Assessing data centre strategies for cloud-scale software
The rapid advancement of cloud-scale software is driving the digital transformation impacting nearly every facet of our life. The ways we work, communicate, navigate, travel, shop, manage our money, access healthcare, interact with things and places are extremely different from only five years ago.
There are many underlying technologies that enable this transformation – but none as profound as the rise of cloud-based software applications that we interact with throughout our day.
IDC notes that cloud software accounts for nearly one-third of the $400bn+ software market and is driving virtually all of the organic growth in the industry. This category of technology includes software as a service offerings; eCommerce sites; fintech and health tech apps. It includes emerging segments including IoT-enabled applications and AI-enabled lifestyle applications like autonomous vehicles and smart homes.
Data centre strategies for cloud software are different than those that support traditional software applications. Whether hosted in public IaaS or in a private or managed private cloud, it is important to recognise it requires several characteristics that make modern cloud software unique from software hosted locally or in an enterprise data centre.
Cloud software is by nature multi-tenant - supporting many users from different organisations on shared infrastructure but with logical divisions between different users’ private data. Supporting consistent user experience means application infrastructure must adapt to surges in activity across the full user base.
Agile development and DevOps
One of the benefits of managing software in a central cloud-scale data centre is the ability to release new functionality more frequently. The rise of agile development and DevOps lets organisations role out new software releases weekly or even more frequently. Infrastructure bust be adaptable in order to not be a bottleneck in introducing new functionality.
Modern software-driven businesses are built on the assumption they will scale. More users, more devices, more data. This requires data centre infrastructure strategies that can scale seamlessly and predictably with the businesses they support. It also means sensible cost strategies. One of the goals of any business is to realise economies of scale as they grow. One challenge with public IaaS offerings is that cloud storage and computing bills rise nearly linearly with the business. Ideally data centre infrastructure will continue to deliver performance and responsiveness to applications as they scale while improving cost-efficiency.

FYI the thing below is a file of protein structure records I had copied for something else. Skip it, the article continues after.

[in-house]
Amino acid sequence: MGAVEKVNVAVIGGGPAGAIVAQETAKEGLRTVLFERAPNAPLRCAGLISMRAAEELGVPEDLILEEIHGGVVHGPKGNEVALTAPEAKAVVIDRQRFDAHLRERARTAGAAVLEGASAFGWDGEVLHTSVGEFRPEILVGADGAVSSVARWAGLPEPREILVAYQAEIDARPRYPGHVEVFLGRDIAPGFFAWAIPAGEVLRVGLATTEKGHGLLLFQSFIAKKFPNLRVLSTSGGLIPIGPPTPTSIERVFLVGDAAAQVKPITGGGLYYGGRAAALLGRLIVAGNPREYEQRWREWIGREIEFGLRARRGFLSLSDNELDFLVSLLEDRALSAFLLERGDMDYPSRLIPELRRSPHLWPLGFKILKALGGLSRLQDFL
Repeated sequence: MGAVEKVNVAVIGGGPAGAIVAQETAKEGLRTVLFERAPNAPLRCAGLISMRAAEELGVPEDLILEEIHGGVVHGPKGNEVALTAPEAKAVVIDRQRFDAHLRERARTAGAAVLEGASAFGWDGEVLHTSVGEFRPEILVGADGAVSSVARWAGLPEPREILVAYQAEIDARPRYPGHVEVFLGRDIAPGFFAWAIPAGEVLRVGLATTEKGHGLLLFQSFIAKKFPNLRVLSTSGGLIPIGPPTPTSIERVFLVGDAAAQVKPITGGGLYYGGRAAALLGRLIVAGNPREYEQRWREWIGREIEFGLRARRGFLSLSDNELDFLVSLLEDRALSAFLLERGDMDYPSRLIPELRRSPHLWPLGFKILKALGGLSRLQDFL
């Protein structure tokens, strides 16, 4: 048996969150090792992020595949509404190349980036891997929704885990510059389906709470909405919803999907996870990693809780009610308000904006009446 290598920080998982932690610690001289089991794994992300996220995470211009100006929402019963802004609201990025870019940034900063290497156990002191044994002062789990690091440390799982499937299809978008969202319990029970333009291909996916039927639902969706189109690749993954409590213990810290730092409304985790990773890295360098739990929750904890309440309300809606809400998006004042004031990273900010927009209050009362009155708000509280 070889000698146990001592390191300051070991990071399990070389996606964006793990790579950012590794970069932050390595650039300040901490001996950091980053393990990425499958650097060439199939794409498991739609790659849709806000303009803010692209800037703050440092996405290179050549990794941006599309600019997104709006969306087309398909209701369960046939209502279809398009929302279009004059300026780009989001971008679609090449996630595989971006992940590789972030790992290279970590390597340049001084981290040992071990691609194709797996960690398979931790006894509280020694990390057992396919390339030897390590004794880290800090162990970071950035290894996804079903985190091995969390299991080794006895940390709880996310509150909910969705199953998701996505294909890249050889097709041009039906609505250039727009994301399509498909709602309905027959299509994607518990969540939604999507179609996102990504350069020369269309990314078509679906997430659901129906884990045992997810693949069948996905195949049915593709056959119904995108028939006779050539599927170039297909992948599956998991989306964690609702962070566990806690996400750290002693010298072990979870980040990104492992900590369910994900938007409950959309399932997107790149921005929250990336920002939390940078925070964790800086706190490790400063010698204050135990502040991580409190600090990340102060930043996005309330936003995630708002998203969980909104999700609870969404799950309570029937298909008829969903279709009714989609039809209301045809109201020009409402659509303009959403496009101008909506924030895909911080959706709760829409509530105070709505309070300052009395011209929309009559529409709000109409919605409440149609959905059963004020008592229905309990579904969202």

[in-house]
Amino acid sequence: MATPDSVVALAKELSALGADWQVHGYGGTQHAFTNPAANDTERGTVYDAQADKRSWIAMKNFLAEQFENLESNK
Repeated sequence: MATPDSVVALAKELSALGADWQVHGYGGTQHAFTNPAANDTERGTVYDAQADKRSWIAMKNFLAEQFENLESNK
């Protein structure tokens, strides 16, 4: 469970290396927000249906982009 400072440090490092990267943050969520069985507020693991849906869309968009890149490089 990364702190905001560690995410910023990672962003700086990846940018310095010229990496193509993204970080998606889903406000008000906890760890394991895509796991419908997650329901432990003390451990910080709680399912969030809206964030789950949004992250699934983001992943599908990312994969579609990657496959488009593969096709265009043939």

Probably the most significant requirements for modern cloud software is the growing importance of sophisticated analytics-based functionality. Real-time analytics are at the core of personalised user experiences in ecommerce platforms. Analytics are behind the sophisticated business insights at the core of modern enterprise applications. Analytics drive the machine learning important for AI enabled applications. And analytics power the new semantic interfaces and chatbots that are re-shaping how users interact with software.
Data centres need to be able to manage these analytics on the scale of traditional high performance computing applications. Scale-out, all-flash storage has been a key enabler to delivering analytics performance at scale. Emerging technologies based on low-latency NVMe networking and advanced solid-state memory designs promise to enable even greater levels of infrastructure performance than available today.
As product, DevOps, IT, and finance teams chart out data centre strategies to support cloud scale software applications, they must navigate an increasingly complex ecosystem of technologies, service providers, and architectural paradigms. The next generation of technology and service providers will need to help reconstruct the data centre technology stack to support the needs of modern, cloud software.
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